1,000 yards in front of the earth-work of the enemy. On the 16th the three batteries of the command were in position in line to the right of and front of the Half-Way House. At daybreak the fog was so dense as to render artillery almost useless, and about one hour after daybreak the command was withdrawn, by command of Major-General Smith, to a hill about 1, 200 yards in rear of the Half-Way House, on the left of the turnpike. Battery A, Fifth U. S. Artillery, Lieutenant Beecher commanding, was ordered to the front occupied by the battery in the morning. An attack was made by the enemy, in the repulse of which Battery A was engaged, using canister at 400 yards. On the afternoon of this day the command returned to its present camp, with the exception of one section of the Fourth Wisconsin and one section of Battery A, Fifth U. S. Artillery, ordered to report to General Gillmore, which sections joined the command that night.
The losses of the command have been previously reported. From remaining constantly in harness, the necks of the artillery horses are much galled.
THEO. H. SCHENCK,
Major, Commanding Arty. Brigadier, First Div., 18th Army Corps.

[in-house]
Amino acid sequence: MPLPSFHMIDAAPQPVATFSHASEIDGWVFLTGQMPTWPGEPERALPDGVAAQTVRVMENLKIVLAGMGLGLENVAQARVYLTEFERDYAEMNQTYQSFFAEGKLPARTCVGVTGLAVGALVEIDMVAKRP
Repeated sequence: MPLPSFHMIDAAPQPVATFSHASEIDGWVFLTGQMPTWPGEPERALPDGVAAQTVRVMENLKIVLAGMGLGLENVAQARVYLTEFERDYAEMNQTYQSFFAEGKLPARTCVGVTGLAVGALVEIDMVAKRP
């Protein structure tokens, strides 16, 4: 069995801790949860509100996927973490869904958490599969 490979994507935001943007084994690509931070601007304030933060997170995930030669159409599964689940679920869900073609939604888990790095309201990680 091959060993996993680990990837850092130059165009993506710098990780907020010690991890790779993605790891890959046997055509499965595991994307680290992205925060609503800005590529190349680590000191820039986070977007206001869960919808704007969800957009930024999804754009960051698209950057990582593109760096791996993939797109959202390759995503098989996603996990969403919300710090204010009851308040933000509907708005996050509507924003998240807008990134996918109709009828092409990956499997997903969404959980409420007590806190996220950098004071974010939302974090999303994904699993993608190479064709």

Captain THEODORE READ,
Asst. Adjt. General, First Div., Eighteenth Army Corps.
Numbers 60. Report of Captain George B. Easterly, Fourth Wisconsin Battery, of operations May 7-21.
CAMP FOURTH WISCONSIN LIGHT BATTERY, Near Petersburg, May 21, 1864.
MAJOR: I have the honor to submit the following report of the operations of the Fourth Wisconsin Light Battery from its arrival at Bermuda Hundred to the present date:
The battery disembarked at Bermuda Hundred on the 7th instant, with the exception of 53 horses, on board of a schooner, which, on account of getting aground in the James River, did not arrive until the forenoon of the 8th instant. On the evening of the same day the battery reported for duty at the headquarters of the First Division, Eighteenth Army Corps. At daylight on the morning of the 9th instant the battery marched with one day's rations, under command of Brigadier-General Martindale, in the direction of Petersburg, on right bank of the River Appomattox. At 11 a. m. position was taken near the river on a small bluff to the left of Forth Clifton, a rebel work on the junction of Swift Creek and the Appomattox, at a distance of 2,350 yards. The enemy immediately opened fire, throwing 32-pound shrapnel. The fire from the battery soon silenced them. The only casualty occurring was the loss of my private horse, a shrapnel shell passing through him. In about an hour I retired from this position, leaving one section with directions to keep up a fire at intervals. I moved forward with four guns, with the Third Brigade, First Division, Eighteenth Army Corps, and camped with it until next morning near Swift Creek. On the morn-